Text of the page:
By Allan Leibowitz
Components and materials may be in short supply
The materials handling market is starting to feel the battery shortages facing the automotive industry.
There are widespread reports that automotive battery manufacturers are struggling to source key materials, notably cobalt and lithium, while vital electrical components are also in short supply.
Andy Napoleon Hill, marketing director at battery maker Philadelphia Scientific, says at the moment, the materials in shortest supply are electronic components. "We've got a pretty wide range of products, so we've been able to innovate our way around some of the stocking issues that we face," he explains.
Maurizio Pelloni, sales manager at PBM, says his company is also facing shortages of electronic components, "but the main problem is raw material prices and availability".
He admits the shortages are affecting the Italian charger manufacturer, but "not drastically"; however, the future situation "does not look easy".
Philadelphia Scientific, meanwhile, has been stock piling and innovating its production methods and materials to meet its current obligations. "Talking and listening to our customers has always been our strong point, so we've been able to manage expectations and have kept everybody informed in regard to delivery dates," according to Hill.
Tim Karimov, president of OneCharge Lithium Batteries, says his company is fully stocked with all materials and supplies required for production.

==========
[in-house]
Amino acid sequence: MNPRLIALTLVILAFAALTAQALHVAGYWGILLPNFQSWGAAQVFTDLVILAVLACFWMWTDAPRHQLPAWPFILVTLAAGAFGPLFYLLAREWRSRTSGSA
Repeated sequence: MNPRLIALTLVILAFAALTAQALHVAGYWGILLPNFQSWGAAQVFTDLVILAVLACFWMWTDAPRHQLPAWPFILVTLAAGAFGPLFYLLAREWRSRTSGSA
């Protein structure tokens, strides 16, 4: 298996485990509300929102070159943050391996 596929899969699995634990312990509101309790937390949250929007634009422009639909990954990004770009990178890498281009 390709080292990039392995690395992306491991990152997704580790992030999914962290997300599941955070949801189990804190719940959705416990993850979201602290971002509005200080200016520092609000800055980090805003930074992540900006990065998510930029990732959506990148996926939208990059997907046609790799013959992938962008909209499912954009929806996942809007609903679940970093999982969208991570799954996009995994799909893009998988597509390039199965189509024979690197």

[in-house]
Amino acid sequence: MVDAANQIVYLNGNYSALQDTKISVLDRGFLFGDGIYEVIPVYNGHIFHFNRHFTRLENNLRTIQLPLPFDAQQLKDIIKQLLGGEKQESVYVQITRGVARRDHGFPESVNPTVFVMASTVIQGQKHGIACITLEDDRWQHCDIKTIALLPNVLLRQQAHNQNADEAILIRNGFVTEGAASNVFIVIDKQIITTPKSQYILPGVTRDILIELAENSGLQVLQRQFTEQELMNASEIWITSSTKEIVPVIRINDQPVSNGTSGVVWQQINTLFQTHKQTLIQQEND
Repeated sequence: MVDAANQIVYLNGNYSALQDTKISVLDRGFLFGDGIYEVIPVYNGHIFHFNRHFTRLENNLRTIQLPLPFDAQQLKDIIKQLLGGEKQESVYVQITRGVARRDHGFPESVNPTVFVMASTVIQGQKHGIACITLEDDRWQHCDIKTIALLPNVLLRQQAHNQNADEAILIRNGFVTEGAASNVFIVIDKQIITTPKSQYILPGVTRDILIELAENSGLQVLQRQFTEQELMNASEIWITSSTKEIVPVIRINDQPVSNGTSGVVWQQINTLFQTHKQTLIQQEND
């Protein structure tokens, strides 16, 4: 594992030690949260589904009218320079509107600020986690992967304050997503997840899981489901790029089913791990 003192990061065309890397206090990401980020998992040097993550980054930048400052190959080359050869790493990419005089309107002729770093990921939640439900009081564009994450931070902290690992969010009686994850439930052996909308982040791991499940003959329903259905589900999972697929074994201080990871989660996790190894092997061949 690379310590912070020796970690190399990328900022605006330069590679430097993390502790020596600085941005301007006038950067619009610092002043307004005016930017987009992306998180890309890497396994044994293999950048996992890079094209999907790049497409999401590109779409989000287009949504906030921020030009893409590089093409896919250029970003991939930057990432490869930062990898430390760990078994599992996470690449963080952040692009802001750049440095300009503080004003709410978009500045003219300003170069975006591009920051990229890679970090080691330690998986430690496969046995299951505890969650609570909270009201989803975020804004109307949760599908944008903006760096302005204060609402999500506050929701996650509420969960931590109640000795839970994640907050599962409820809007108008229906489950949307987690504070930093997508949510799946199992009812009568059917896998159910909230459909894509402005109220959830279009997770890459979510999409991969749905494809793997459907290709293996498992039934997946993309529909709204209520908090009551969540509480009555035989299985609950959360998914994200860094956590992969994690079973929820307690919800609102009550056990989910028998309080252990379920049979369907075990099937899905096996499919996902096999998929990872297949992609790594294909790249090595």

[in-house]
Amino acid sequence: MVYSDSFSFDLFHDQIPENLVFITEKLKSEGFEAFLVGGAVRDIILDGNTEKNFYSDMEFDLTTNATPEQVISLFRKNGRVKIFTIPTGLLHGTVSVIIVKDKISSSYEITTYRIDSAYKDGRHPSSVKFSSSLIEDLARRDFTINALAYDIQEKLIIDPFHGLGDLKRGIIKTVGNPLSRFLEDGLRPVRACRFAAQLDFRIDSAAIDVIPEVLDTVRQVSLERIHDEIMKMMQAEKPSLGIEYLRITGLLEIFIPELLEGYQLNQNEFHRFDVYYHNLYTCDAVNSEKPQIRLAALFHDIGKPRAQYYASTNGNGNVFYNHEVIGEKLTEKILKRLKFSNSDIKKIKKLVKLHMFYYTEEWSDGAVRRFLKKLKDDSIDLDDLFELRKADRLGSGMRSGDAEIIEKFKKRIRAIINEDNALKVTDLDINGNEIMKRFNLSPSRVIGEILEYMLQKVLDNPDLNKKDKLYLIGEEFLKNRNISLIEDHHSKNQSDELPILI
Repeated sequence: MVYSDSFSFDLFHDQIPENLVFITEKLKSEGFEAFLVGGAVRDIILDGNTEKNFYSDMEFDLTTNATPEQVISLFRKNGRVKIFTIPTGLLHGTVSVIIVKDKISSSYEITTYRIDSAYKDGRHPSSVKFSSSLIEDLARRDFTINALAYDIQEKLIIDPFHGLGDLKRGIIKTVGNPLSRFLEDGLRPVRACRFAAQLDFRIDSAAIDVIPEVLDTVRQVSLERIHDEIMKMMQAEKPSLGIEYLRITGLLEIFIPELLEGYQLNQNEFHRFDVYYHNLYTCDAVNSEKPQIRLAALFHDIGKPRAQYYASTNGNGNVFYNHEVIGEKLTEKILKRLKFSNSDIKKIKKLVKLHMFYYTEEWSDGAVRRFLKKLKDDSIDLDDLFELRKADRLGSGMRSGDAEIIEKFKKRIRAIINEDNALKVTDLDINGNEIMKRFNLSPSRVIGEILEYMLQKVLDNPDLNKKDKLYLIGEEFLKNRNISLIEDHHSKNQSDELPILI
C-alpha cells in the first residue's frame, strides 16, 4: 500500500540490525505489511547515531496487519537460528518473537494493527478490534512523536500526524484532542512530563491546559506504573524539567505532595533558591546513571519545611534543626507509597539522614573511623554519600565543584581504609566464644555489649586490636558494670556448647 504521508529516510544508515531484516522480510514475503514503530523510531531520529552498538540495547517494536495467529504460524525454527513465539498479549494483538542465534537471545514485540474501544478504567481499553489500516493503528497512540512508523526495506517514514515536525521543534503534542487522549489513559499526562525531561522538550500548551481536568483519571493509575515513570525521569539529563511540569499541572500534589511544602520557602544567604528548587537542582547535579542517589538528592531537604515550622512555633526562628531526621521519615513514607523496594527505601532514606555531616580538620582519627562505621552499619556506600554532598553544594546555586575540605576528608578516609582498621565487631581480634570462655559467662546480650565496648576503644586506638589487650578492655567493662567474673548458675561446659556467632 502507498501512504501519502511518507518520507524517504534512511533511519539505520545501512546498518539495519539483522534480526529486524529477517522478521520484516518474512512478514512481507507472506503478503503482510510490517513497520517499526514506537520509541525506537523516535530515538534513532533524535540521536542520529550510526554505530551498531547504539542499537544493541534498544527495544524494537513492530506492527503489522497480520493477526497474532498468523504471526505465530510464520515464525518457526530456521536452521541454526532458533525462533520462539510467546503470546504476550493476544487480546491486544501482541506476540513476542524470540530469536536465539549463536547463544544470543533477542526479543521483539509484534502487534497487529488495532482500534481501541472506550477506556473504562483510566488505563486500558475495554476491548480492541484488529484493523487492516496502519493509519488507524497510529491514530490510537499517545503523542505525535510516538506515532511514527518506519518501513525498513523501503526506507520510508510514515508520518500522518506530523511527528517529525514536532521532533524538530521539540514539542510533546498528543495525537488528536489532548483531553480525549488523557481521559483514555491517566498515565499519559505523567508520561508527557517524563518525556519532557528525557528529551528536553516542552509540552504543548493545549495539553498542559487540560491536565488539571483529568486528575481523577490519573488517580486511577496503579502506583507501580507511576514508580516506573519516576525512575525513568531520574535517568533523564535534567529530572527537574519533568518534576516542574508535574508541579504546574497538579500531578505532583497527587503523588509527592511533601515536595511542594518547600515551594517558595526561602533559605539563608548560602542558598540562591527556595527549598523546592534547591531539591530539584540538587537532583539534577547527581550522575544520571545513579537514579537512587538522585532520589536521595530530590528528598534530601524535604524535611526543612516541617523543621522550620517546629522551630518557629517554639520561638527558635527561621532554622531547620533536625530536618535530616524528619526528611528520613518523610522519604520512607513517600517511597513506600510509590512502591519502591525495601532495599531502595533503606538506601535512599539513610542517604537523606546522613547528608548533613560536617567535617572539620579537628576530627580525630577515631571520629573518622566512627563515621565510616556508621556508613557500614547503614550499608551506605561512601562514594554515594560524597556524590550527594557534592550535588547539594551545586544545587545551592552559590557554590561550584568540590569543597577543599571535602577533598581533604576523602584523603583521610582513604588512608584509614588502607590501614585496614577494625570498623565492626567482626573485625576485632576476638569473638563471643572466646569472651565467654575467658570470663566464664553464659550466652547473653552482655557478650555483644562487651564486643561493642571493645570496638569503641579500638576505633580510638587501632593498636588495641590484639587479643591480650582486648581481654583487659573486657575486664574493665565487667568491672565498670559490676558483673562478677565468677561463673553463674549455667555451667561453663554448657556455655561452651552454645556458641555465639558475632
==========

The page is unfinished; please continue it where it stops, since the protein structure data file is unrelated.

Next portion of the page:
"We have not experienced and we do not expect to experience any shortage-induced delays," he says, although he does admit to "experiencing the higher prices and longer lead times for steel, which may cause the need for a price increase across the industry, similar to what's happening with the forklift OEMs right now".
"Also, we're hearing through our dealer network that some battery makers are already experiencing longer delivery times. OneCharge has just moved to a new facility and increased its production capabilities to meet current and future demands," he adds.
Hill notes an increase in demand at Philadelphia Scientific, "which we've been able to meet!".
"Li-ion batteries not only require the raw materials, they require a lot of electronics to make sure they don't overcharge, overheat and over-discharge. The electronics component lead time has severely hampered the viability of changing to lithium for a lot of businesses, so they've been looking to ways to improve their current fleet of lead acid batteries," he explains.
"Lead acid batteries may not be glamorous, but they are dependable and economically more viable"
Another factor helping the lead acid market at the moment is the high level of recycling. "Lead acid batteries are also 99% recyclable so won't be hampered by the shortage of electronic materials and subsequent increase in price that many Li-ion manufacturers and their customers are facing," he says.
Pelloni sees price increases as inevitable and predicts that the remainder of 2021 will be "a very difficult year". Delays will also be constant as PBM deals not only with the supply-side challenges, but also with a drastic increase in sales and orders, he points out.
OneCharge's Karimov remains optimistic: "We are, overall, very happy with the current situation, in spite of some of the cost increases we've had to absorb. We are exceeding our expectations so far in 2021 and with the improvements we have planned, we should be able to continue at this level well into next year," he says.
Hill's advice to everyone in the materials handling market is to focus on communication. "Speak to your suppliers, speak to your customers and speak to your staff. The worst thing companies can do is over-promise and under-deliver," he suggests.